Did You Know Airbnbs in Portland Are Frequently Reserved to Make Porn?

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Did you know Airbnbs in Portland are frequently reserved to make porn? Is this only in Portland? —Coast2Coast Host2Host Voyeur

I think I speak for at least two generations of conventional-hotel operators when I say to the squeamish hosts of Airbnb: Welcome to the commercial lodging business!

Coast2Coast’s tip is based on some posts to a Facebook group for Airbnb hosts—posts which, unfortunately, have since disappeared, so we cannot absolutely confirm this rumor. But frankly, it would be shocking if a porno hadn’t been shot in a Portland Airbnb at some point.

After all, porn producers have been shooting (don’t say it) in regular hotel rooms for years. There are several popular web series, in fact, for which the hotel room location is one of the most identifiable parts of the brand. (Not that, you know, I would know anything about that.)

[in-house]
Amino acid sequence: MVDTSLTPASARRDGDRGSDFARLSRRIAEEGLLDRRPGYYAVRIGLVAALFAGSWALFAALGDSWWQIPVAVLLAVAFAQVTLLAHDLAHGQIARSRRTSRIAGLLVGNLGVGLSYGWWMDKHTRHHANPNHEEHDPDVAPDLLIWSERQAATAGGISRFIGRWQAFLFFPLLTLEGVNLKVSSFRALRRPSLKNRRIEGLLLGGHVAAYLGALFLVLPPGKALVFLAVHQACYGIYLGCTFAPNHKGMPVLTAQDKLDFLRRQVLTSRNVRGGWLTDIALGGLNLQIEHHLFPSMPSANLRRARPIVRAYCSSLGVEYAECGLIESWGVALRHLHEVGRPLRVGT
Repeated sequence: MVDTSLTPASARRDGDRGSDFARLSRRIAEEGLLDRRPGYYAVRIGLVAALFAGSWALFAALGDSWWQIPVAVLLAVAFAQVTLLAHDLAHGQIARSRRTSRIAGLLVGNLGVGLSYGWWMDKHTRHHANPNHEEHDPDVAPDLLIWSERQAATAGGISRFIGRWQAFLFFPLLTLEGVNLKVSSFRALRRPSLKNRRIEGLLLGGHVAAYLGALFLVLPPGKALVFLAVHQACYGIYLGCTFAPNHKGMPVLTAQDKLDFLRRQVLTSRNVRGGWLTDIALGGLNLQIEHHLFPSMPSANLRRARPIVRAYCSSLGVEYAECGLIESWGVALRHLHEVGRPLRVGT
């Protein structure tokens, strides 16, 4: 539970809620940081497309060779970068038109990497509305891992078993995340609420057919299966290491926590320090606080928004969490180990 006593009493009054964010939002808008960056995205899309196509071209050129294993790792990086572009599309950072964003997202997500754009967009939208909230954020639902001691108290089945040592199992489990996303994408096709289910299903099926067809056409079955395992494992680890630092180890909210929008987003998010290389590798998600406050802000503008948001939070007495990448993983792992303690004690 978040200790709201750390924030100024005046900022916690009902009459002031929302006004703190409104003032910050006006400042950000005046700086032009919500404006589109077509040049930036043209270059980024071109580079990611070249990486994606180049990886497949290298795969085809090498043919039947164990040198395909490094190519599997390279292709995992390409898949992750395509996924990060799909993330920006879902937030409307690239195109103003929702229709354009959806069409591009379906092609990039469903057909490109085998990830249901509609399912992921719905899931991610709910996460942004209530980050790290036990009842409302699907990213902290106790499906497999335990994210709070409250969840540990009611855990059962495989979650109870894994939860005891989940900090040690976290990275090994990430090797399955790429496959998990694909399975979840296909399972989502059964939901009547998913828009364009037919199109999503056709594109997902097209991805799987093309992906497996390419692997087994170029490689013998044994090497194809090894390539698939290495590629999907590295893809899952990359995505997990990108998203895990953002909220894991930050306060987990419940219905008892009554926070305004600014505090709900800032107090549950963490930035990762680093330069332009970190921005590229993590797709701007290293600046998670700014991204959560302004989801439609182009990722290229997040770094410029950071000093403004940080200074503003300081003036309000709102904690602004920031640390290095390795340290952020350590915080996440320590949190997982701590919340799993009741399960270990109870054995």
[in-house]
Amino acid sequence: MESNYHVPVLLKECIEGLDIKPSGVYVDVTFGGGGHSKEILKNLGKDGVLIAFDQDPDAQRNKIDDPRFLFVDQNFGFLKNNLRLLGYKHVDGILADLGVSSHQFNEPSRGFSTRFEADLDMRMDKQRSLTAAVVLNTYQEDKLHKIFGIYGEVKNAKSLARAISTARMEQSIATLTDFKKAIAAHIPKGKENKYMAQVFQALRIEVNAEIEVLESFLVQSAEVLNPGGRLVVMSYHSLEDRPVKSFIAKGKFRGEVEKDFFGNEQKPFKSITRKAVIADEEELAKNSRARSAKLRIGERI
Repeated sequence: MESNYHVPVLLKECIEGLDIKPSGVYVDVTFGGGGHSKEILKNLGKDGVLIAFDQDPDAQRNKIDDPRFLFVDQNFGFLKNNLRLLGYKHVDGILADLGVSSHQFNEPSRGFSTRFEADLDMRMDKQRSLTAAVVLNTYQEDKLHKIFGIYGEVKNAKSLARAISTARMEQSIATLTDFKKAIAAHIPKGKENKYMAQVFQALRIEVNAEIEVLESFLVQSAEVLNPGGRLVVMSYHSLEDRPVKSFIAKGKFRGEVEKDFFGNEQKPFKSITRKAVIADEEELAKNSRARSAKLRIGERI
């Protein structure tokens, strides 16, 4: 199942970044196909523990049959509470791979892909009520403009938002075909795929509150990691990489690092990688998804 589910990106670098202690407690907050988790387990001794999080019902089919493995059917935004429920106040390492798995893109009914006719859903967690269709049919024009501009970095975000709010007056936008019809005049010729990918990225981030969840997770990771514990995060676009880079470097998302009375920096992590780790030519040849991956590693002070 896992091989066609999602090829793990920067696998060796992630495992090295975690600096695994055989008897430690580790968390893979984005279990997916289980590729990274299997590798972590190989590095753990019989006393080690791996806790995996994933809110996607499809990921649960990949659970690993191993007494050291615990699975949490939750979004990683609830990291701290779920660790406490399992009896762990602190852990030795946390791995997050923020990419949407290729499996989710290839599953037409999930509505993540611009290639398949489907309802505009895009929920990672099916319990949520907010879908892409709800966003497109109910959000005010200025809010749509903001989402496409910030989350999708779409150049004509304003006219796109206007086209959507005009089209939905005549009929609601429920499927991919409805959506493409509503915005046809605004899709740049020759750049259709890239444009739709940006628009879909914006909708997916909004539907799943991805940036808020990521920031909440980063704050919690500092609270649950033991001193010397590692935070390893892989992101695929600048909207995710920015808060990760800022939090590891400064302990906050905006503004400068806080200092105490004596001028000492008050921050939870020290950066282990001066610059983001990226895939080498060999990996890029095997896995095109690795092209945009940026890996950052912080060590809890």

The point is, if you’re going to disrupt an existing industry by stealing its client base, you have to accept that client base, warts (shut up) and all.

Though we have yet to hear of documented cases of Airbnb porn in Portland (I suspect that may change after this column sees print), the Airbnb hosts of Ventura County, Calif., have very nearly come to blows (honestly, you’re like a child) over this problem in the past few years.

Since 2012, when Los Angeles County voters passed a bill mandating condom use in all adult productions, much of the industry has fled to nearby Ventura County.

Since Ventura is less densely populated than L.A., it boasts fewer commercial hotels. It does, however, still have plenty of the kind of hot tub-equipped multimillion-dollar houses that are apparently so popular with the families of 18-year-old stepsiblings who still live at home. SoCal adult filmmakers have confirmed that they use Airbnb for location shooting on the regular.

While the firm’s terms of service forbid using a rental for any kind of commercial filming, it’s a difficult rule to enforce, since, in many cases, the homeowners never even know what’s happened. (At least, not until years later, when an eerily familiar sofa may disrupt what the viewer had hitherto hoped would be a relaxing, private moment.)

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